Black Hat

SOOS @ Black Hat USA 2022
August 9-11 | Booth #IC58

NodeBB Open Source Software Vulnerabilities

As a software service, NodeBB supports either a PostgreSQL, Redis, or MongoDB database that facilitates web sockets for real-time notifications and interactions between users. The software allows for real-time discussions and mobile interactions while also providing an original forum format for users. NodeBB contains certain functionalities, while additional integrations can be accomplished through external plugins or programs. 

NodeBB is a JavaScript-based open-source software. While it is generally considered secure, open-source software vulnerabilities are possible. Information technology researchers found three distinct vulnerabilities in the software, which could lead to remote code execution if abused by hackers.

Open Source NodeBB Bugs

Open source refers to any widely available code that users can modify. All open source codes come with a license that allows users to use the source code, change it, and share it with others under certain regulations. 

Many people confuse open-source software and free software. All free software is classified as open-source. Thus, you can change the code to free software, though you may not be allowed to distribute it to others without the original author’s permission. However, with open-source software, programmers can use and change the code without permission, but it may not be a free program. 

NodeBB is an open-source program. Thus, users can detect and fix any associated bugs without the permission of the source code author. 

Path Traversal Bugs

A path traversal bug allows an attacker to illicitly access files on your web server without the proper permissions. Hackers do this by accessing files that are housed outside the webroot folder.  It is often possible to access directories and files stored on the main file system by manipulating variables and sequences associated with source files. 

Path traversal vulnerabilities should be identified and mitigated by all individuals and business owners housing secure information.  

Reading Arbitrary Files Throughout Directory Traversal

Also known as file path traversal, directory traversal is a software vulnerability that lets an attacker view arbitrary files on the webserver that is operating an application. Examples of arbitrary files often read by hackers include application data, back-end credentials, and files containing personal information. Occasionally, cybercriminals can change applications or data by modifying arbitrary server files after gaining access. Thus, a hacker can control your system by gaining access to arbitrary files.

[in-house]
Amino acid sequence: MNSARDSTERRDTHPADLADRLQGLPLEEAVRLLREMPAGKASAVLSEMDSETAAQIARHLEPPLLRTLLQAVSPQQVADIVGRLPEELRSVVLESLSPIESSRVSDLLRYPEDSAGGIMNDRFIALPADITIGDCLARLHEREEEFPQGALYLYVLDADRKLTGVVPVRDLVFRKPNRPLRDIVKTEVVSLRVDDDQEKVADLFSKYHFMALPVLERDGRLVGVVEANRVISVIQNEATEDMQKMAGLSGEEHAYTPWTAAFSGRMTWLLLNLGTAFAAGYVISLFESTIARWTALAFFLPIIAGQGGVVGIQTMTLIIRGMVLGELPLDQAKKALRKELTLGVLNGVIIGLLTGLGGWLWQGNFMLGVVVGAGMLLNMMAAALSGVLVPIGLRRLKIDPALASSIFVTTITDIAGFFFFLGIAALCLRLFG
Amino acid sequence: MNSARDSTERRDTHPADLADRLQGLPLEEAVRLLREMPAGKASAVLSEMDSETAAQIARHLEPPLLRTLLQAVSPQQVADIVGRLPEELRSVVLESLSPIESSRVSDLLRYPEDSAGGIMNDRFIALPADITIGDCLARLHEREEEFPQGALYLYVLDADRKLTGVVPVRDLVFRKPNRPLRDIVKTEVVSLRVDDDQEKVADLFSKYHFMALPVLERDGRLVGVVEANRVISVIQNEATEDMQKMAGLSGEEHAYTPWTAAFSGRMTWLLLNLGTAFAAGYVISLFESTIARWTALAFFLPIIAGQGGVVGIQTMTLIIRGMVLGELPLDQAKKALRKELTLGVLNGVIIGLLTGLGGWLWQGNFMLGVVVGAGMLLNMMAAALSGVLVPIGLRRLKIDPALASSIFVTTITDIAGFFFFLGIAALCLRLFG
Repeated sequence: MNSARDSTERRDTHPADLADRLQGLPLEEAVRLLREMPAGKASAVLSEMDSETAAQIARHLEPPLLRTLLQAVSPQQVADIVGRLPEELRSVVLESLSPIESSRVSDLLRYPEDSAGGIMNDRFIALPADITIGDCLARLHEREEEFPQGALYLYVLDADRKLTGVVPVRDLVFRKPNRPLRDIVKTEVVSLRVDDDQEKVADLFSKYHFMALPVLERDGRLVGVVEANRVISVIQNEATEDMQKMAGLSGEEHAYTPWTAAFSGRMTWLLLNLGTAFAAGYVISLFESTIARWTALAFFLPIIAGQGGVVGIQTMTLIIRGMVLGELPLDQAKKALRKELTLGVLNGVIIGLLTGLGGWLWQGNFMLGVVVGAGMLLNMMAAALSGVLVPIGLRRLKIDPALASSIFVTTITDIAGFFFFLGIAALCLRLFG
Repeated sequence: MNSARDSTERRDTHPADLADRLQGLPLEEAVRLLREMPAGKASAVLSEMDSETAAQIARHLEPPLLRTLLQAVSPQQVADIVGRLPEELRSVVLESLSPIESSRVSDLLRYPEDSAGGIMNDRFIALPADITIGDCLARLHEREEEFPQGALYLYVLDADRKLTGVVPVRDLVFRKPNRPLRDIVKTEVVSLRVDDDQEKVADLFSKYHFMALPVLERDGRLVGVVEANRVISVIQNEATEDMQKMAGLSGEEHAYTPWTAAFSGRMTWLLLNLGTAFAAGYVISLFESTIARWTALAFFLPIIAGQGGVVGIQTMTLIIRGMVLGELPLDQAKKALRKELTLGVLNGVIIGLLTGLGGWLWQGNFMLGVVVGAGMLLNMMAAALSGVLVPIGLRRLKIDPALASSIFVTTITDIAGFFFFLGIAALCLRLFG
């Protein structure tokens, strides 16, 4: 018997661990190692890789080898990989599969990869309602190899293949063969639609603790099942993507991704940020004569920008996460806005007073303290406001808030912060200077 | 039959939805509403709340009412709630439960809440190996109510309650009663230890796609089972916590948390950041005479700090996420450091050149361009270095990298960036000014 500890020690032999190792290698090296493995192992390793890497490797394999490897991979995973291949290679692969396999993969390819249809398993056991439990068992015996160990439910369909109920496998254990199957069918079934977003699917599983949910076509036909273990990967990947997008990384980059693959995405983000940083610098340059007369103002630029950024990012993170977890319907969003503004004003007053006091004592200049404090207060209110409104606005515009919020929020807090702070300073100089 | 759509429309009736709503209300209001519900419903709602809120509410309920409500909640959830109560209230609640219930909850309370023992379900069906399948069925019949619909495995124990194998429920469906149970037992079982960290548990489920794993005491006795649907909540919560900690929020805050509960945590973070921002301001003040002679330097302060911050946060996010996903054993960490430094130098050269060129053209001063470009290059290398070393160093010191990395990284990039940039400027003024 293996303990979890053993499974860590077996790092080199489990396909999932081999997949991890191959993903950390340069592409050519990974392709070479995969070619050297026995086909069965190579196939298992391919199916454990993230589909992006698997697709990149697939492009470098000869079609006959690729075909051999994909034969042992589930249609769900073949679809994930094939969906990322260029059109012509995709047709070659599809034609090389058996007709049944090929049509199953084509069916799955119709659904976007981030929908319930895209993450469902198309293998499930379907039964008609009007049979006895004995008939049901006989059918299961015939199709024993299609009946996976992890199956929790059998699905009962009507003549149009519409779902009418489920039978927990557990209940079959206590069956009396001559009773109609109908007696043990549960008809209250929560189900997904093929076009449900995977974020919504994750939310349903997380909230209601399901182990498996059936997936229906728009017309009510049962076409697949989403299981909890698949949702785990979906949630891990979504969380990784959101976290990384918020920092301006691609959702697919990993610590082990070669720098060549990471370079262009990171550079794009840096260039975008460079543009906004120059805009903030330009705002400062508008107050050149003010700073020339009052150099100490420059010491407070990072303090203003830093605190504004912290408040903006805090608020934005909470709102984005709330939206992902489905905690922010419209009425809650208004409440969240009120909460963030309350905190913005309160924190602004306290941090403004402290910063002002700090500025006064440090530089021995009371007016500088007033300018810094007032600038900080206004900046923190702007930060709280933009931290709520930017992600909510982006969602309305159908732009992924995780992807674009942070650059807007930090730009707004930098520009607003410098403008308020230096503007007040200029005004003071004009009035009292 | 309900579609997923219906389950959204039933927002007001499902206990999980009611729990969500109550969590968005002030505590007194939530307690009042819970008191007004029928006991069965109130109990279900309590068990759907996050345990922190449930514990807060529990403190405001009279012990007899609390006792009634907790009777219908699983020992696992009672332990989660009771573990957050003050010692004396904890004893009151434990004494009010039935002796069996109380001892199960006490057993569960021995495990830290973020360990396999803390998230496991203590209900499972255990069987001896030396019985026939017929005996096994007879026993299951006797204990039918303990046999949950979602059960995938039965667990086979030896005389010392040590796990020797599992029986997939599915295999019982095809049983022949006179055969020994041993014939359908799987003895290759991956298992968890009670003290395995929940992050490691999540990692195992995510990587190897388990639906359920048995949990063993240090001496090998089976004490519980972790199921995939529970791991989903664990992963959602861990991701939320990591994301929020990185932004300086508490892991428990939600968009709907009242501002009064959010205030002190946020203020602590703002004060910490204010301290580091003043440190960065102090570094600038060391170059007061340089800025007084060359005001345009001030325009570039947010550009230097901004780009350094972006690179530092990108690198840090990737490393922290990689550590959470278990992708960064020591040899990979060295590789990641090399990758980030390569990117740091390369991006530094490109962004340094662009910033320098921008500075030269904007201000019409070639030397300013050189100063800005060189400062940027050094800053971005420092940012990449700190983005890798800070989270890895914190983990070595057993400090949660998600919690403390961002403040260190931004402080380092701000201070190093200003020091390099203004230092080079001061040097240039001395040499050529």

File Path Traversal Vulnerabilities

Unfortunately, file paths come with inherent vulnerabilities. A file path traversal attack allows a hacker to access commands, files, or directories located outside of the root directory. Attackers can exploit path commands to disclose the content of files on the webserver. While web servers restrict user access, hackers can access these files by utilizing special character formats. 

Typing ../ is a common way hackers can access server files through file path traversal. Though many security solutions attempt to prevent this method from escaping the web document root, alternate encodings occasionally slip through security controls. 

Avoiding Exploitation of the File Path Traversal

Almost every web application contains data such as scripts, images, and themes. Unfortunately, there are open source security vulnerabilities every time a file is included in an application. With such issues, an attacker can potentially view your files or upload a source you did not authorize. 

It is essential to know if you are vulnerable to file path traversal attacks. Consider the following to mitigate risk factors:

  • Learn how your operating system processes filenames and how security mechanisms are configured.
  • Know if your private configuration files are housed inside the webroot.
  • Check that the webroot is not housed on the system disk if you are using a Windows IIS server.

All of these actions can counter potential file path traversal vulnerabilities. To further prevent attacks, follow these simple tricks to avoid attackers exploiting the file path traversal:

  • Make sure you operate without user input when using file system calls
  • Utilize indexes as opposed to partial file names when templating
  • Surround your path code to ensure attackers cannot alter parts of the path
  • Always validate the input of outside users
  • Utilize code user policies to restrict how files can be accessed 

Perhaps the most important thing you can do to protect yourself is to validate all the code and consistently evaluate the security mechanisms’ strength. 

Cross-Site Scripting

Cross-site scripting is often referred to as XSS by developers and engineers. It is a common web application vulnerability that allows a hacker to take control of a user’s session. It enables an attacker to bypass the Same Origin Policy, which keeps websites and applications separate from one other. Cross-scripting allows an attacker to carry out any original user’s action, giving them complete control over the user’s session. If the original user has stored sensitive information within an application, the hackers can view it and modify the data.